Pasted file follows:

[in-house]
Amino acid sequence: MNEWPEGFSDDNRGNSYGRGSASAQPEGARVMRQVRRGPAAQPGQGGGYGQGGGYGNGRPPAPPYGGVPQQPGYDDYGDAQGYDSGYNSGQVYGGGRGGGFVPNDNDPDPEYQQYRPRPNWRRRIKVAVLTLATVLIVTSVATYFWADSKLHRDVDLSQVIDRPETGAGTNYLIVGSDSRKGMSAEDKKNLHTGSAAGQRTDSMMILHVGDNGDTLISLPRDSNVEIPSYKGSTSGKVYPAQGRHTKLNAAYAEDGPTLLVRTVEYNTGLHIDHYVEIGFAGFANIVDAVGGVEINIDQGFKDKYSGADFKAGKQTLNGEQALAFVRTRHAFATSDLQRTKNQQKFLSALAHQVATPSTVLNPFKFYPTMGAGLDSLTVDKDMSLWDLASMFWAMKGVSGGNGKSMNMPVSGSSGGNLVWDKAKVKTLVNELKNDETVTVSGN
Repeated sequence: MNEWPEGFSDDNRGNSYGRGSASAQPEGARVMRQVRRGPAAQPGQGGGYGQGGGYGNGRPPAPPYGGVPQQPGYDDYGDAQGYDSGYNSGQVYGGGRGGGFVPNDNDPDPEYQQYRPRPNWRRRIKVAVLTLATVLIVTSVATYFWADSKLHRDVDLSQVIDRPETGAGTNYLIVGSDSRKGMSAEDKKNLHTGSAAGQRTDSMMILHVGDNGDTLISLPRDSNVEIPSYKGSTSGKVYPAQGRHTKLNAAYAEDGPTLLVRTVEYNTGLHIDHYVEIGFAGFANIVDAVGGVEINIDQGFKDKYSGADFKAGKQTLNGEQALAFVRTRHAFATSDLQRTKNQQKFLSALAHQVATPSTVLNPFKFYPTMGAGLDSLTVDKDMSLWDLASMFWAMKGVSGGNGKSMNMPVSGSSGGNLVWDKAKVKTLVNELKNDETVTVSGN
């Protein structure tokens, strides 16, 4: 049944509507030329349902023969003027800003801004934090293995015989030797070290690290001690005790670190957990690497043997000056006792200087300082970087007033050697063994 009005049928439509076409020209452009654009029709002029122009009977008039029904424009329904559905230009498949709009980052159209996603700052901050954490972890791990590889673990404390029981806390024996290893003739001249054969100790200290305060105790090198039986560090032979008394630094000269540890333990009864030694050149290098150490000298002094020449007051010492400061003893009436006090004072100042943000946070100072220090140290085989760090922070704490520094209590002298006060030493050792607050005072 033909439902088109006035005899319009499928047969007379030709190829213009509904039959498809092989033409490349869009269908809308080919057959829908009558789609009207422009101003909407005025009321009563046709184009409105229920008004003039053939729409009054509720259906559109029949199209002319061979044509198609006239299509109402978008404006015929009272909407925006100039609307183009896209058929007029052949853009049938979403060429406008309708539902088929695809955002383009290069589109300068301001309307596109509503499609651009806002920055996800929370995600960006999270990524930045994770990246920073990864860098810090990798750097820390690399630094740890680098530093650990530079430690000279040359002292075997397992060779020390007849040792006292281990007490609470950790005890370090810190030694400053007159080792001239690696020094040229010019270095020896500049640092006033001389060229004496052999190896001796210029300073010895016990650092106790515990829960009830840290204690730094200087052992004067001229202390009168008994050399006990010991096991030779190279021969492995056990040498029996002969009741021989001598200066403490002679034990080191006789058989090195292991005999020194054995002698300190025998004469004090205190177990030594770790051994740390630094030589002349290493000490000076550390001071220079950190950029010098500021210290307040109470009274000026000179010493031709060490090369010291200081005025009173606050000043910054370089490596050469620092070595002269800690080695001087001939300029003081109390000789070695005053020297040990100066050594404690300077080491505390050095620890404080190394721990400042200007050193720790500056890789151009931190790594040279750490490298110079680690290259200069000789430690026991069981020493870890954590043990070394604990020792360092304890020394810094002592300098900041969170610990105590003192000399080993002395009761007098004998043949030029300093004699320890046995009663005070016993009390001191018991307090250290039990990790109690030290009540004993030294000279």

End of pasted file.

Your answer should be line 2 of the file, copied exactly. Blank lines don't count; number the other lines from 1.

Amino acid sequence: MNEWPEGFSDDNRGNSYGRGSASAQPEGARVMRQVRRGPAAQPGQGGGYGQGGGYGNGRPPAPPYGGVPQQPGYDDYGDAQGYDSGYNSGQVYGGGRGGGFVPNDNDPDPEYQQYRPRPNWRRRIKVAVLTLATVLIVTSVATYFWADSKLHRDVDLSQVIDRPETGAGTNYLIVGSDSRKGMSAEDKKNLHTGSAAGQRTDSMMILHVGDNGDTLISLPRDSNVEIPSYKGSTSGKVYPAQGRHTKLNAAYAEDGPTLLVRTVEYNTGLHIDHYVEIGFAGFANIVDAVGGVEINIDQGFKDKYSGADFKAGKQTLNGEQALAFVRTRHAFATSDLQRTKNQQKFLSALAHQVATPSTVLNPFKFYPTMGAGLDSLTVDKDMSLWDLASMFWAMKGVSGGNGKSMNMPVSGSSGGNLVWDKAKVKTLVNELKNDETVTVSGN